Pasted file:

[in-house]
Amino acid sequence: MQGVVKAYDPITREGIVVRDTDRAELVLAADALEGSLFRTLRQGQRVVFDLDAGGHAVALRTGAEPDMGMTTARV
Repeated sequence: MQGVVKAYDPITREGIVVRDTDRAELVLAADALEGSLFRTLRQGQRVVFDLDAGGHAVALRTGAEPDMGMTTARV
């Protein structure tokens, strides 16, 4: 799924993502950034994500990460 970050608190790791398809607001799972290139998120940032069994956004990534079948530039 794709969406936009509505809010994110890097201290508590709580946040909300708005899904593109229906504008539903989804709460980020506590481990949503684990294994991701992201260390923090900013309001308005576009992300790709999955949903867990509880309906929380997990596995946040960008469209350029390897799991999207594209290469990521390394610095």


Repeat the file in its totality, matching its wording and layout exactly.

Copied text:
[in-house]
Amino acid sequence: MQGVVKAYDPITREGIVVRDTDRAELVLAADALEGSLFRTLRQGQRVVFDLDAGGHAVALRTGAEPDMGMTTARV
Repeated sequence: MQGVVKAYDPITREGIVVRDTDRAELVLAADALEGSLFRTLRQGQRVVFDLDAGGHAVALRTGAEPDMGMTTARV
């Protein structure tokens, strides 16, 4: 799924993502950034994500990460 970050608190790791398809607001799972290139998120940032069994956004990534079948530039 794709969406936009509505809010994110890097201290508590709580946040909300708005899904593109229906504008539903989804709460980020506590481990949503684990294994991701992201260390923090900013309001308005576009992300790709999955949903867990509880309906929380997990596995946040960008469209350029390897799991999207594209290469990521390394610095």